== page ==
Picayune needs a more extensive recycling program

Published 7:00 am Friday, February 3, 2017

Afew years ago our city leaders took a huge step in the right direction by staging two bins in key areas of the city for residents to bring paper and aluminum products for recycling.

The success of that initial effort eventually led to curbside pickup in 2013. To city leaders, that negated the need for the centrally located bins, which could be utilized by county residents living outside the city limits.

There are still some avenues for recycling metals, such as bringing them to a scrap yard. Through this method, county residents can receive a small compensation for their effort; it might just be enough to cover the gas involved in hauling it to the scrap business.

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As for paper and plastic waste generated by county residents, there is no longer a facility within close vicinity of Picayune capable of accepting these items.

For county residents, they are more or less forced to send paper, plastic, glass and other materials that could potentially be repurposed to Central Landfill in Millard.

This gap in service extends to hazardous waste. While county officials put forth efforts to secure grant funding to hold a hazardous waste collection day, not everyone participates and it’s only held once or twice a year. That means there’s a large amount of hazardous material potentially contaminating the local environment.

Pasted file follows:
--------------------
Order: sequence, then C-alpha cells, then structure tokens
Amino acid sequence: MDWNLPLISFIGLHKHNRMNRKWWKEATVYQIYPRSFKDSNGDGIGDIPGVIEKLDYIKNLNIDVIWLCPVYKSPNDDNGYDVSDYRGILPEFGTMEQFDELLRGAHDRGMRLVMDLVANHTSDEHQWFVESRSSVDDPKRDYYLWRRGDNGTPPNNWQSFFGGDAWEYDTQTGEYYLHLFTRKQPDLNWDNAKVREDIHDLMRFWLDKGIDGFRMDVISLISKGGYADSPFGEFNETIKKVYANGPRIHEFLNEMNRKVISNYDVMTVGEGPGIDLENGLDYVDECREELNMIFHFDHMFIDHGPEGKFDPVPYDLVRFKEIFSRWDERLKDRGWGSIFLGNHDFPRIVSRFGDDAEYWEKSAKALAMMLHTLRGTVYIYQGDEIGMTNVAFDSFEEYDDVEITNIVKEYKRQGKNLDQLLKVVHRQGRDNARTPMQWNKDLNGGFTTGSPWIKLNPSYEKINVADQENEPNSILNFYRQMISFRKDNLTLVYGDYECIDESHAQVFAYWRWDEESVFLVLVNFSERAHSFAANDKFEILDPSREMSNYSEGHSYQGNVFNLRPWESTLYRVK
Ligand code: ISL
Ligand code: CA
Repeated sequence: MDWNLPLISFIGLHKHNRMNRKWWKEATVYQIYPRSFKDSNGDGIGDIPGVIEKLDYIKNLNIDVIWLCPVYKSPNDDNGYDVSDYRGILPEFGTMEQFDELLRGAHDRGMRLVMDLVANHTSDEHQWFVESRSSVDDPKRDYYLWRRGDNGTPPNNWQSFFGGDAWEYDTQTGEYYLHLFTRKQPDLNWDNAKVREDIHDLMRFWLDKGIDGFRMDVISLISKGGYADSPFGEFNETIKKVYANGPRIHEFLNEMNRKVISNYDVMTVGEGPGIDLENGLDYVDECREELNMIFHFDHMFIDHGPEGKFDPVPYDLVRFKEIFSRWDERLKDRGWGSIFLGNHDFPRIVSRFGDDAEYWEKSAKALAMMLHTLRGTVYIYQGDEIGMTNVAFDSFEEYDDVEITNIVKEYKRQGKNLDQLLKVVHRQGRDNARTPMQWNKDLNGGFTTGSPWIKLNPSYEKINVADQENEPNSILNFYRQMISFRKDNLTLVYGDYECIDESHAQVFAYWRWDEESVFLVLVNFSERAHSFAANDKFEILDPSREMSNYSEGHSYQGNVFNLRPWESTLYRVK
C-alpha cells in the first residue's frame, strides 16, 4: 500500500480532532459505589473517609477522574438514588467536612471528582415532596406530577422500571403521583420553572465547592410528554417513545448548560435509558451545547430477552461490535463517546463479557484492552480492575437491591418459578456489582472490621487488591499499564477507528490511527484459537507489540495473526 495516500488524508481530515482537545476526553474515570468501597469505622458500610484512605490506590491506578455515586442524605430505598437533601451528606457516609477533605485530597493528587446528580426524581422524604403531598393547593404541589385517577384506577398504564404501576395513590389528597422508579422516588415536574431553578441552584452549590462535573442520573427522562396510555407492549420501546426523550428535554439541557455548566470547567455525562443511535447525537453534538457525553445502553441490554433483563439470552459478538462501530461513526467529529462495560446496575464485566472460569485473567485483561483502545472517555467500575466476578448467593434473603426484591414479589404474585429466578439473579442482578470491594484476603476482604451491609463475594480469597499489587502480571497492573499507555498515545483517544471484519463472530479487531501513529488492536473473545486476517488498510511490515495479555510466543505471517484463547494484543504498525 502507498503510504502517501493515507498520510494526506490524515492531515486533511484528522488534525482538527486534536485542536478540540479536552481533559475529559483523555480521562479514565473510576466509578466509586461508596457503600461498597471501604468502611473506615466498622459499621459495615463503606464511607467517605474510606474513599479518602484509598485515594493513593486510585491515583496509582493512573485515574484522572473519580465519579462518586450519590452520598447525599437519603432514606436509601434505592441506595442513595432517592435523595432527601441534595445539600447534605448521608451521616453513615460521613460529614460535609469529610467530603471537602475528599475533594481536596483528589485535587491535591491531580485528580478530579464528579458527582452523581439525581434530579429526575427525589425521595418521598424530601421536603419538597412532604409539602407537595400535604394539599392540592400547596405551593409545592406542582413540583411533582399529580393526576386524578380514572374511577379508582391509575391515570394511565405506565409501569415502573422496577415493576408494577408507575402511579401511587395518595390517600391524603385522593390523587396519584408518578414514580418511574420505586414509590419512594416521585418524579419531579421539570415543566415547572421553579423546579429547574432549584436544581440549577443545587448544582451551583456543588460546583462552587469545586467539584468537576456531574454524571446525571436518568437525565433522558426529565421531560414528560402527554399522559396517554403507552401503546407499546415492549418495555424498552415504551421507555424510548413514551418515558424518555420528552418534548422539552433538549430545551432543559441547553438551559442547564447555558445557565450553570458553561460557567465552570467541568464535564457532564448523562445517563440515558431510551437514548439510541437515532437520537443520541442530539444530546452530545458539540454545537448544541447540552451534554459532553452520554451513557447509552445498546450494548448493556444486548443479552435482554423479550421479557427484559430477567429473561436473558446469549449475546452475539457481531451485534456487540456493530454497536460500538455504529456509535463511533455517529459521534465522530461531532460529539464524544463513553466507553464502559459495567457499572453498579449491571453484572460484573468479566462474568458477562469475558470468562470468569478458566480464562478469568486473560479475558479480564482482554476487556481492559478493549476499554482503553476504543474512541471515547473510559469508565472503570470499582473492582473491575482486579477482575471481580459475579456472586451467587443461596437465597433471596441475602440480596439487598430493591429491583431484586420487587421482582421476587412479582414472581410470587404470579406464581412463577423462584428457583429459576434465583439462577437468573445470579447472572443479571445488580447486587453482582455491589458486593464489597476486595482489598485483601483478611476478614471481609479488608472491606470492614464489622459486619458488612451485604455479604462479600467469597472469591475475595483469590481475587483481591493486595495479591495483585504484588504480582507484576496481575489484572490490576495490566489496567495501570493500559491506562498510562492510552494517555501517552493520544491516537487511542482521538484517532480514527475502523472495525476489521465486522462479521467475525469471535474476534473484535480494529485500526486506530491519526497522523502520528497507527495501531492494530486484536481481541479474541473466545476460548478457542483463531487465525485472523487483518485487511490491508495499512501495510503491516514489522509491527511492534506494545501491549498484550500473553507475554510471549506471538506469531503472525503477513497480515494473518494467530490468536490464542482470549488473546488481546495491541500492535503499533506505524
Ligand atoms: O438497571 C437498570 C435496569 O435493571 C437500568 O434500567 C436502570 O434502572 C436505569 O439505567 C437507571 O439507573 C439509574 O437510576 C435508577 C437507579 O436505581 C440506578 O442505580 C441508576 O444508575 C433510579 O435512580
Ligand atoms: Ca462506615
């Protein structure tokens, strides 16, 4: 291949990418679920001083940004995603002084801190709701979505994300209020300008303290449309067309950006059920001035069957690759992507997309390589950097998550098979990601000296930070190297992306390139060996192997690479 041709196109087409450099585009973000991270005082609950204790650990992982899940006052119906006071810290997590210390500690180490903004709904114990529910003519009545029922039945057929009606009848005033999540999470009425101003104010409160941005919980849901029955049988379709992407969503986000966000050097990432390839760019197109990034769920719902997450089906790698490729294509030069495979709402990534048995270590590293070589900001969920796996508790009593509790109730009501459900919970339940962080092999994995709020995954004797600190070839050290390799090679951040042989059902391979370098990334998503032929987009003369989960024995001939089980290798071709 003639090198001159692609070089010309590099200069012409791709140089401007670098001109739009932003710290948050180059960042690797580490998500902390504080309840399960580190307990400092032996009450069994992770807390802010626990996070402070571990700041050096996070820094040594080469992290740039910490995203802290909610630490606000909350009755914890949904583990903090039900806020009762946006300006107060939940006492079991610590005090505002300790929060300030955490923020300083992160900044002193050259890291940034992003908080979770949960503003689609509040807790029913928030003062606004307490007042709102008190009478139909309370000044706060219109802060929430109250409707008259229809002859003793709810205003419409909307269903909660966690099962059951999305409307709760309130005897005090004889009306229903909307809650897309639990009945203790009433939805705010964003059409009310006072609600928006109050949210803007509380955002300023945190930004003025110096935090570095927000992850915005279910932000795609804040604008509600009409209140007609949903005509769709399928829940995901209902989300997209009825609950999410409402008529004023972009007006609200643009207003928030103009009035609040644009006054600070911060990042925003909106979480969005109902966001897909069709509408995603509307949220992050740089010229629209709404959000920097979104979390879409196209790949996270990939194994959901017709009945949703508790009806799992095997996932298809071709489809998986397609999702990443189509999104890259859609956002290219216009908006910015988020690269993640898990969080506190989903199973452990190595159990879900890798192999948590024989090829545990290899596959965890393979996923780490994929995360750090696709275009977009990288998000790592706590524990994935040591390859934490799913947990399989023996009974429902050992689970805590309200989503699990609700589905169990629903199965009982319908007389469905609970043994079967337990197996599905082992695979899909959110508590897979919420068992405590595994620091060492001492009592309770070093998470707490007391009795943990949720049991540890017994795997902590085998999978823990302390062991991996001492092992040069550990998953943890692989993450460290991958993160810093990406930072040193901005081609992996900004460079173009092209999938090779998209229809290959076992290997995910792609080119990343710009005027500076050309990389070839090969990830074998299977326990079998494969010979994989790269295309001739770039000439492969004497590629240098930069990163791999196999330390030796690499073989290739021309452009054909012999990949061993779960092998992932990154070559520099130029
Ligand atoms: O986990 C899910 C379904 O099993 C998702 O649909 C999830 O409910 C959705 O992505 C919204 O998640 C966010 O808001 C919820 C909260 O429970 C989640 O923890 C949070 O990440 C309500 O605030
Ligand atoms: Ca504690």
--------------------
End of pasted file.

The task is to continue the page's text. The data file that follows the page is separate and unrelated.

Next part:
One business that used to accept materials not generally thought of as recyclable reportedly went bankrupt in 2013. Previous to that filing, the business would accept used motor oil, old car batteries, fluorescent bulbs and even products that contain mercury.

Sadly, the fact that the business went bankrupt left the facility unmanned, but still housed hazardous substances. Fortunately, the Environmental Protection Agency reports that the facility has been cleaned.

However, unless we are willing to

drive miles out of our way, there is no other choice but to dispose of materials that could potentially be reused, or hold onto them until the next hazardous waste cleanup day is scheduled.

Here’s hoping that will change soon.